In this unit some Tukutuku patterns are introduced. Rotations of these patterns produce simple shapes whose area formulae are well known. From these formulae algebraic formulae for sequences can be deduced. While the unit is written to the Level 4 Achievement Objectives, the work is quite advanced and may be most suitable for students entering Level 5.
 find the number of crosses in Tukutuku panels by using areas of squares and rectangles
 find the number of crosses in repeating Tukutuku panels by using linear formulae
Triangular numbers and patiki patterns are used as a powerful way to introduce patterns leading to quadratic and linear formulae. A number of alternative geometric views are suggested. Establishing that the formulae are in fact identical is a useful application of quadratic algebra skills.
Session 5
Session 4
Session 3
Session 1
Session 2
Tukutuku panels, Patiki patterns, sequence, triangular numbers, rotation, diagonal, equations, spatial patterns, formula,
Session 1

Explain to students that Tukutuku panels are made from crossed weaving patterns.
Here is a sequence of the first four triangular number patterns. (Repeated on copymaster or get students to build them from 2 colours of tiles.) 
Ask students to add the same shapes in a different colour that have been rotated 180 degrees. (Repeated on copymaster.)

Discuss how to find the number of crosses in the fifth member of this sequence by looking at the developing structure. (6 rows of 5 = 30.) Discuss what the fifth triangular number is. (30 ÷ 2 = 15.)

Discuss what the 1000th triangular number is. (1000 x 1001 ÷ 2 = 500 500.)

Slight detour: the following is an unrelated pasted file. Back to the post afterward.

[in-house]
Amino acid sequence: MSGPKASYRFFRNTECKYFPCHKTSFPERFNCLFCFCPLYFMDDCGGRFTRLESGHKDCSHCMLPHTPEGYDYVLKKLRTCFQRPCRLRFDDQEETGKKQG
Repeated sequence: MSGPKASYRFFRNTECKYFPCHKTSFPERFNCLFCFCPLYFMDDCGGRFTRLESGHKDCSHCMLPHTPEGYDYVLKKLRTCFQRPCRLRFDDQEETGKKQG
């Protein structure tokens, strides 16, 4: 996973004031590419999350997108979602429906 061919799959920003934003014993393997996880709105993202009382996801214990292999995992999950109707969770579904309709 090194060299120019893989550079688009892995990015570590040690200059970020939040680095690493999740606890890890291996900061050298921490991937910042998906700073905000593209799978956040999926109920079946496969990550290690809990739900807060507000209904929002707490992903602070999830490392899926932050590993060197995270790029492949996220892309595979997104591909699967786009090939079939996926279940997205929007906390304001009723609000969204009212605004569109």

Discuss what the nth triangular number is. (n(n+1)/2)

Let T_{4} stand for the 4th triangular number, and S_{4} stand for the 4th square number.

Discuss why S_{4}=T_{4}+T_{3} from the drawing. (Repeated on copymaster.)

Get students to draw/make a picture that shows why S_{5}=T_{5}+T_{4}.

Construct a table of values for triangular numbers using the formula n(n+1)/2.
n
10
11
12
13
14
15
16
17
T_{n }
1
3
6

Check from this table, for a variety of values of n, that S_{n}=T_{n}+T_{n1}.

Explain geometrically why S_{n}=T_{n}+T_{n1}.
Challenge:
Show that S_{n}=T_{n}+T_{n1} by using algebra.
Session 2
Patiki (flounder) patterns.

Students should look at this sequence of Patiki patterns. (Repeated on copymaster or make out of tiles.)
 Discuss how the shading helps student recognise that in the fourth pattern that there are 4 diagonal lines of four gray crosses, and 3 diagonal lines of 3 black crosses. So there are 4 x 4 + 3 x 3 = 25 crosses altogether.
 Apply this reasoning to the third pattern to see there are 3 diagonal of 3 black crosses and 2 diagonal rows of 2 gray crosses = 13 crosses.
 Using the same reasoning discuss how many crosses the fifth patiki pattern will need. (5 x 5 + 4 x 4 or 5^{2} + 4^{2}= 41.)
 Find the number of crosses needed for the 100^{th} patiki pattern. (100^{2} + 99^{2}= 19 801), and the nth patiki pattern (n^{2}+(n1)^{2})
 Another geometric method: